Thanks again to Jerrold Foutz for contributing to this article.

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22 comments on “Boost Your Battery! Top Tips for Maximum Life”

  1. Hi Leo,
    Two important things that I did not mention when we talked about batteries are aging and storage.
    Lithium-ion batteries start to deteriorate from the day they are manufactured. The mechanism is an increase in internal resistance. For a spare battery the ideal storage conditions are at a 40% charge at 0C (32F). In practice, store it in the refrigerator (not freezer) in a sealed bag after you discharge it to 40% of capacity as measured with the fuel gauge in your laptop. At these ideal conditions, the battery will still have 98% of its capacity after a year storage. But store it with a 100% charge and it is reduced to 94%. If you store it just above room temperature at 25C (77F) with 100% charge you drop to 80%. This is the way I stored my spare before I knew better. This capacity loss is non-recoverable. The capacity is gone forever. If your computer is always on and in use, the battery temperature may sit in an environment of 30C (86F) and drop to 65% capacity in a year. If it reaches 40C (140F) you can drop to 60% capacity in only three months! You get the idea why keeping your battery cool is so important. From the battery perspective, removing the battery while on AC power would reduce its temperature and help battery life, but from a power supply designer’s perspective, this is not recommended. The presence of the battery provides substantial design margin to your laptop as well as protecting it from power surges and sags.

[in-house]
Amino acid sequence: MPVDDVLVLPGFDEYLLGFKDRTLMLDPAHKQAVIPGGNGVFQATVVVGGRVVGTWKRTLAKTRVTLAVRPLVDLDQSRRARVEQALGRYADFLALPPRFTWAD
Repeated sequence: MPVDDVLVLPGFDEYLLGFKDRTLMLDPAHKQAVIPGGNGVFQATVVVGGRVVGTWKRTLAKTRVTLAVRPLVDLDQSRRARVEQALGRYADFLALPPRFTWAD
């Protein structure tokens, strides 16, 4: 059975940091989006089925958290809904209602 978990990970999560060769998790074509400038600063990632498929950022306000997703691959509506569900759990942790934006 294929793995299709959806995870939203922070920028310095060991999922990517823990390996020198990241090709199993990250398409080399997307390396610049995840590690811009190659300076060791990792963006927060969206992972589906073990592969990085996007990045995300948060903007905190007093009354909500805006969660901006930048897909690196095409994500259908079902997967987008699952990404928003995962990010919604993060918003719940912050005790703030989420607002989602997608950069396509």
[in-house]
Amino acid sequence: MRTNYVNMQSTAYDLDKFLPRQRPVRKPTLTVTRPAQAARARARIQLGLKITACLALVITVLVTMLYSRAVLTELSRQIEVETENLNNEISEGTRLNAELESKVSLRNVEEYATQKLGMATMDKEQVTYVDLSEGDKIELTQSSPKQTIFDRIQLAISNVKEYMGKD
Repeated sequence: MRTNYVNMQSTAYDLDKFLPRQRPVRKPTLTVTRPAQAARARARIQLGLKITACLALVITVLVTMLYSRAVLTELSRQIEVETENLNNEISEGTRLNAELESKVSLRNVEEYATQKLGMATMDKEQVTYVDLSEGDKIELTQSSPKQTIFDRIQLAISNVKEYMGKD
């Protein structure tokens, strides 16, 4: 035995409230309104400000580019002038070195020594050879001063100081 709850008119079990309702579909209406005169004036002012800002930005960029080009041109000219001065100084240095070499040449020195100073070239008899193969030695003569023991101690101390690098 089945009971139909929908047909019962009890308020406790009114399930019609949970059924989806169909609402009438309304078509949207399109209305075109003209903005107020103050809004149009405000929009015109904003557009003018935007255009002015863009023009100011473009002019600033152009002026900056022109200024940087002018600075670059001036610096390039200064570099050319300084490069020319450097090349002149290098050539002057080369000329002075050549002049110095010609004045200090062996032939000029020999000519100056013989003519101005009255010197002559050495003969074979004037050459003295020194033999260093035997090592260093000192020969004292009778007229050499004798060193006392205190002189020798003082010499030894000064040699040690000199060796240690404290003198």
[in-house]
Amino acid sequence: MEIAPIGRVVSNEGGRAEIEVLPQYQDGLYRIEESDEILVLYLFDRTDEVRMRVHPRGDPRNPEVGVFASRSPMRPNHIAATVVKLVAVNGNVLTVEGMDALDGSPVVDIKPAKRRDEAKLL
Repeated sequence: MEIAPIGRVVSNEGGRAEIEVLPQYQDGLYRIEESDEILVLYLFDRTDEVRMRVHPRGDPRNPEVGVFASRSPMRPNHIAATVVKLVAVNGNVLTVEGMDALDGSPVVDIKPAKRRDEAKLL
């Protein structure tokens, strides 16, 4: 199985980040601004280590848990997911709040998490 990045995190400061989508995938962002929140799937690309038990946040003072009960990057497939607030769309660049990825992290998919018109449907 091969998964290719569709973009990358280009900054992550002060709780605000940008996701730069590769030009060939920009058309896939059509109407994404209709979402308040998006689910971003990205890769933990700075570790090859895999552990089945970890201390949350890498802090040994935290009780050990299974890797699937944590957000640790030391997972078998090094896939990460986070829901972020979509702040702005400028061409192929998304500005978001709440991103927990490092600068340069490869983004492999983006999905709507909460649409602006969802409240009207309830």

The increased internal resistance has an additional effect besides increasing internal battery temperature when current is drawn. When there is a current surge caused by hard-drive access or heavy CPU usage, the surge of current working against the age-increased internal resistance can drop the terminal voltage so that the protection circuits trigger and won’t let you use it. There is still capacity, but you can’t get to it in an aged battery.
    An excellent website on batteries for your readers is the Battery University. This is the source of the percentages I quote above.
    Jerrold Foutz

  2. > If you have your laptop on your lap and it is burning you, you are shorting the battery life and charge-cycle capability because you have interfered with its cooling system.

    To say nothing of your own libido and fertility, if you happen to be male!

    Take care, Leo!


  3. I have a Hp Pavilion and my battery have never lasted longer than 15 minuts. I paid $1,300.00 for my computer. I bought it from Best Buy. What happened?

    Sounds like you got a bad battery. I’d take it back.


  4. Try to avoid leaving the charger in the laptop when the battery is at 100%. This overcharges. If you know you’re using mains and the battery is at 100%, slide the battery out! The laptop still works.

  5. I’ve read articles about the upcoming electric vehicles that will use lithium-ion batteries, similar to what is in laptops. These articles say that the auto industry is struggling with the problem that whenever the charge in lithium-ion batteries goes below 40% the life of the batteries is reduced. Therefore, I assume the same is true in laptops.

  6. I like your article that guide me to increase the battery life of laptop. Mobile computing has got better with lighter components, better chips and faster processor. To get rid of this we should, we have to follow these point that are Reduce your monitor brightness, Do one thing at a time, Shut down services you don’t need and Keep it cool. Thanks a lot .

  7. I have a cochlear implant for my hearing. I have four batteries which have to be charged daily i.e one every four days (they are used one at a time, not together). These batteries are still going strong after four years. What a shame laptop batteries are not made of the same stuff. Mind you they are £100 each

  8. A more practical comment would address the consequences of overcharging by leaving the charger connected beyond full charge. Why don’t charges automatically shut down when they recognize a fully charged battery ?
    How can you know for how long to charge a battery?

    Many chargers do these days.